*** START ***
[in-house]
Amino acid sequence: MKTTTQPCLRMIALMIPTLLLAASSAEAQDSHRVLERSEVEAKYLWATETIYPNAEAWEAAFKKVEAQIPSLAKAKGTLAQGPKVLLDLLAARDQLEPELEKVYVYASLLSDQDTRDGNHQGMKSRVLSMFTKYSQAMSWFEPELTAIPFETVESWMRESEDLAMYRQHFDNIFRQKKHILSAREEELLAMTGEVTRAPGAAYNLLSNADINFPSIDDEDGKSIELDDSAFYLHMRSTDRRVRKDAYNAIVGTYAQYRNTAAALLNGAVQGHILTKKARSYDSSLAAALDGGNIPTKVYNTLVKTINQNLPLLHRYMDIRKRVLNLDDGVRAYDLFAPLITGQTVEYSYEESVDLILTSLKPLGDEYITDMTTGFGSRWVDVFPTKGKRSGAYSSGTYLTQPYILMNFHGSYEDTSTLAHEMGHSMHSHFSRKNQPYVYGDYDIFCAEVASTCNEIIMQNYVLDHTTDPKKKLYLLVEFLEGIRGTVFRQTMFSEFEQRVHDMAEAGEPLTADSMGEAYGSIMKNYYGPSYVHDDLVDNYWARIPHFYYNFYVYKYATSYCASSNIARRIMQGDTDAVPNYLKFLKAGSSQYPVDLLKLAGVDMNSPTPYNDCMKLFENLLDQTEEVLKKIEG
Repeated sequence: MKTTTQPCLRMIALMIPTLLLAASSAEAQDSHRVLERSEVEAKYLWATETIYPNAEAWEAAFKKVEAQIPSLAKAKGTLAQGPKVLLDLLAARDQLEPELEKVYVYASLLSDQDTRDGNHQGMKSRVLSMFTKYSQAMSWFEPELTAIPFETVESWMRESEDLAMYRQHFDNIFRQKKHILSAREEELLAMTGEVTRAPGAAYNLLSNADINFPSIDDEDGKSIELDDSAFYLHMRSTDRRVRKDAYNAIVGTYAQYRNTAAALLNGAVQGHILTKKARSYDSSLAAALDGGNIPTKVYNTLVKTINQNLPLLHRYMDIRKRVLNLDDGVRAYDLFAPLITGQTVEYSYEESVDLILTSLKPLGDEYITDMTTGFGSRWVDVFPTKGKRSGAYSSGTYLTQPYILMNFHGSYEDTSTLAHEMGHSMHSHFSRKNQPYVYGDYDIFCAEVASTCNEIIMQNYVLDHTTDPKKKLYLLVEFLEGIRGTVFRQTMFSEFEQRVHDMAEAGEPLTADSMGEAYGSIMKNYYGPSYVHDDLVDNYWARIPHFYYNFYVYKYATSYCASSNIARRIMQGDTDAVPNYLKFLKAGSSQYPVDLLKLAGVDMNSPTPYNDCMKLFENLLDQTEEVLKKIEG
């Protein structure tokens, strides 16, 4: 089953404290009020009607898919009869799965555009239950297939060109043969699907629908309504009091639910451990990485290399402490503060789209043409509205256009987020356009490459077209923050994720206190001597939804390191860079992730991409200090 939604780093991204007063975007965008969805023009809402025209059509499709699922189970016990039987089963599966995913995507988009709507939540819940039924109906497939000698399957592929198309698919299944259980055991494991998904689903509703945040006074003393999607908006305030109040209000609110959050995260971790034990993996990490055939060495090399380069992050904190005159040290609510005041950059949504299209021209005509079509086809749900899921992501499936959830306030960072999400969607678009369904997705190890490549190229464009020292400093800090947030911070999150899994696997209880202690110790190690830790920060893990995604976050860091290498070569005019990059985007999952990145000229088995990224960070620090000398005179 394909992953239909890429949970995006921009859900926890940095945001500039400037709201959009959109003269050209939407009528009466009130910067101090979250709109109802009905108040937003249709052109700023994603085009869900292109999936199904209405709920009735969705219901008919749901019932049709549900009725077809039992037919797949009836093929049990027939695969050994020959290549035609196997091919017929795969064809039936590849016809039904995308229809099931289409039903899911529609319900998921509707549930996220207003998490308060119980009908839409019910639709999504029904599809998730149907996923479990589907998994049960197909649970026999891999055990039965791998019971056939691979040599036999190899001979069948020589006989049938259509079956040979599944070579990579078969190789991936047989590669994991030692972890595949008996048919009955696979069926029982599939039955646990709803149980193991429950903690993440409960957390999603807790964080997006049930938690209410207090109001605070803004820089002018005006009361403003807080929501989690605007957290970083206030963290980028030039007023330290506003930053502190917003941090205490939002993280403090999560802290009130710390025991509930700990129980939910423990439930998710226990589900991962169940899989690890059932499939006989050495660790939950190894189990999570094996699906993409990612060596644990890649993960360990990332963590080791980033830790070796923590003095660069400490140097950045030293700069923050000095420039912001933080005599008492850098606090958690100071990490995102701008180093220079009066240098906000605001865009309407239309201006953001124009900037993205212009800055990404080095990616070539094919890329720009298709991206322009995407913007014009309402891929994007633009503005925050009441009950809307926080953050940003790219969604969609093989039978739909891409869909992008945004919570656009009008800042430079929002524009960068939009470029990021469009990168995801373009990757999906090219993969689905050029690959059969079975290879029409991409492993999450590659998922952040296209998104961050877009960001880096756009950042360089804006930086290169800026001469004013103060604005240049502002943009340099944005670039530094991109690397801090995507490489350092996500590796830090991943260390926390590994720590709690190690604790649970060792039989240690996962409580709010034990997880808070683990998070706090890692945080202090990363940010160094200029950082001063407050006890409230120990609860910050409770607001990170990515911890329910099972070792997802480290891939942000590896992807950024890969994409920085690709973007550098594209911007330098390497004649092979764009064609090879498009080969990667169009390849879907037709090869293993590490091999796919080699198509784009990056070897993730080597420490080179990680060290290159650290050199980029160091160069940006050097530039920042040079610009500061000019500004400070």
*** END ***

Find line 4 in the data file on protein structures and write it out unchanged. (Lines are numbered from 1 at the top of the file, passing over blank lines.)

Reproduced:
């Protein structure tokens, strides 16, 4: 089953404290009020009607898919009869799965555009239950297939060109043969699907629908309504009091639910451990990485290399402490503060789209043409509205256009987020356009490459077209923050994720206190001597939804390191860079992730991409200090 939604780093991204007063975007965008969805023009809402025209059509499709699922189970016990039987089963599966995913995507988009709507939540819940039924109906497939000698399957592929198309698919299944259980055991494991998904689903509703945040006074003393999607908006305030109040209000609110959050995260971790034990993996990490055939060495090399380069992050904190005159040290609510005041950059949504299209021209005509079509086809749900899921992501499936959830306030960072999400969607678009369904997705190890490549190229464009020292400093800090947030911070999150899994696997209880202690110790190690830790920060893990995604976050860091290498070569005019990059985007999952990145000229088995990224960070620090000398005179 394909992953239909890429949970995006921009859900926890940095945001500039400037709201959009959109003269050209939407009528009466009130910067101090979250709109109802009905108040937003249709052109700023994603085009869900292109999936199904209405709920009735969705219901008919749901019932049709549900009725077809039992037919797949009836093929049990027939695969050994020959290549035609196997091919017929795969064809039936590849016809039904995308229809099931289409039903899911529609319900998921509707549930996220207003998490308060119980009908839409019910639709999504029904599809998730149907996923479990589907998994049960197909649970026999891999055990039965791998019971056939691979040599036999190899001979069948020589006989049938259509079956040979599944070579990579078969190789991936047989590669994991030692972890595949008996048919009955696979069926029982599939039955646990709803149980193991429950903690993440409960957390999603807790964080997006049930938690209410207090109001605070803004820089002018005006009361403003807080929501989690605007957290970083206030963290980028030039007023330290506003930053502190917003941090205490939002993280403090999560802290009130710390025991509930700990129980939910423990439930998710226990589900991962169940899989690890059932499939006989050495660790939950190894189990999570094996699906993409990612060596644990890649993960360990990332963590080791980033830790070796923590003095660069400490140097950045030293700069923050000095420039912001933080005599008492850098606090958690100071990490995102701008180093220079009066240098906000605001865009309407239309201006953001124009900037993205212009800055990404080095990616070539094919890329720009298709991206322009995407913007014009309402891929994007633009503005925050009441009950809307926080953050940003790219969604969609093989039978739909891409869909992008945004919570656009009008800042430079929002524009960068939009470029990021469009990168995801373009990757999906090219993969689905050029690959059969079975290879029409991409492993999450590659998922952040296209998104961050877009960001880096756009950042360089804006930086290169800026001469004013103060604005240049502002943009340099944005670039530094991109690397801090995507490489350092996500590796830090991943260390926390590994720590709690190690604790649970060792039989240690996962409580709010034990997880808070683990998070706090890692945080202090990363940010160094200029950082001063407050006890409230120990609860910050409770607001990170990515911890329910099972070792997802480290891939942000590896992807950024890969994409920085690709973007550098594209911007330098390497004649092979764009064609090879498009080969990667169009390849879907037709090869293993590490091999796919080699198509784009990056070897993730080597420490080179990680060290290159650290050199980029160091160069940006050097530039920042040079610009500061000019500004400070």